Search Images Maps Play YouTube News Gmail Drive More »
Sign in
Screen reader users: click this link for accessible mode. Accessible mode has the same essential features but works better with your reader.

Patents

  1. Advanced Patent Search
Publication numberUS4390169 A
Publication typeGrant
Application numberUS 06/234,648
Publication dateJun 28, 1983
Filing dateFeb 17, 1981
Priority dateFeb 17, 1981
Fee statusLapsed
Publication number06234648, 234648, US 4390169 A, US 4390169A, US-A-4390169, US4390169 A, US4390169A
InventorsMicheal D. LaBate
Original AssigneeLabate M D
Export CitationBiBTeX, EndNote, RefMan
External Links: USPTO, USPTO Assignment, Espacenet
Modular unit blast furnace runner and hot metal gate
US 4390169 A
Abstract
A hot metal gate for use in prefabricated hot metal runners takes the form of a prefabricated largely refractory unit that may be partially consumable and/or disintegratable when in contact with molten metal. The density of the material helps determine the known life of the hot metal gate when the same is exposed to molten metal in the hot metal runners. The gate is movably positioned by attachment to a lifting device.
Images(1)
Previous page
Next page
Claims(6)
Having thus described my invention what I claim is:
1. The combination of a modular unit blast furnace runner and a gate for movement into and out of said runner, said gate being of a shape and size conforming with said runner, said gate being formed of a refractory base material, elongated resilient stainless steel needles embedded in said refractory base material for flexibly reinforcing said gate.
2. The combination of a modular unit blast furnace runner and a gate as set forth in claim 1 wherein said gate has a metal core, a plurality of rod-like metal extensions on said metal core and multiple layers of said base refractory material thereabout.
3. The combination of a modular unit blast furnace runner and a gate therefor as set forth in claim 1 wherein said refractory base material is a mixture of aluminum oxide, ground brick grog, and refractory cement.
4. The combination of a modular unit blast furnace runner and a gate therefor as set forth in claim 1 and wherein consumable and heat disintegrable materials are added to the refractory base material so as to form a product having a predetermined lifetime when subjected to molten metal.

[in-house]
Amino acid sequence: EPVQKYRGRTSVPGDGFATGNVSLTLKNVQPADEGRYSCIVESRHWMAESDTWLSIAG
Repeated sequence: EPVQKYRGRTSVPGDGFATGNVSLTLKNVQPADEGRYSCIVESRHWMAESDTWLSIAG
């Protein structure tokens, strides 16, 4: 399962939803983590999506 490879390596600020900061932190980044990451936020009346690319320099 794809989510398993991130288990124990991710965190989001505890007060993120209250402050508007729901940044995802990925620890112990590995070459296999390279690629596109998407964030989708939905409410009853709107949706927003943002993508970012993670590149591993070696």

5. The combination of a modular unit blast furnace runner and a gate therefor as set forth in claim 1 and wherein consumable and disintegrable material comprising organic and inorganic material that change their characteristics upon subjection to molten metal temperatures are added to the refractory base material.
6. The combination of a modular unit blast furnace runner and a gate therefor as set forth in claim 1 and wherein a graphite coating is formed over said refractory base material of said gate.
Description
BACKGROUND OF THE INVENTION

(1) Field of the Invention

This invention relates to gates used in conjunction with the hot metal runners of my earlier patent applications; Ser. No. 123,369, filed Feb. 21, 1980, now U.S. Pat. No. 4,262,885, and allowed application Ser. No. 206,287, filed Nov. 12, 1980, which are used to direct molten metal and slag from a source to a remote point.

(2) Description of the Prior Art

Hot metal gates of this type are generally used to block or divert the flow of molten metal in an apparatus other than hot metal runners. See for example U.S. Pat. No. 3,754,634 which discloses a gate to regulate the flow height of metal from a vessel.

In U.S. Pat. No. 1,313,491, a metal gate is shown for use in a furnace feed chute.

No prior art is known which discloses a multiple layer, refractory base, hot metal gate for use in combination with modular prefabricated hot metal runners.

Applicant's hot metal gate invention requires no guide means as necessary in the prior art and is comprised of a compacted material in multiple layers of varying densities over a metal core which is not found in prior art.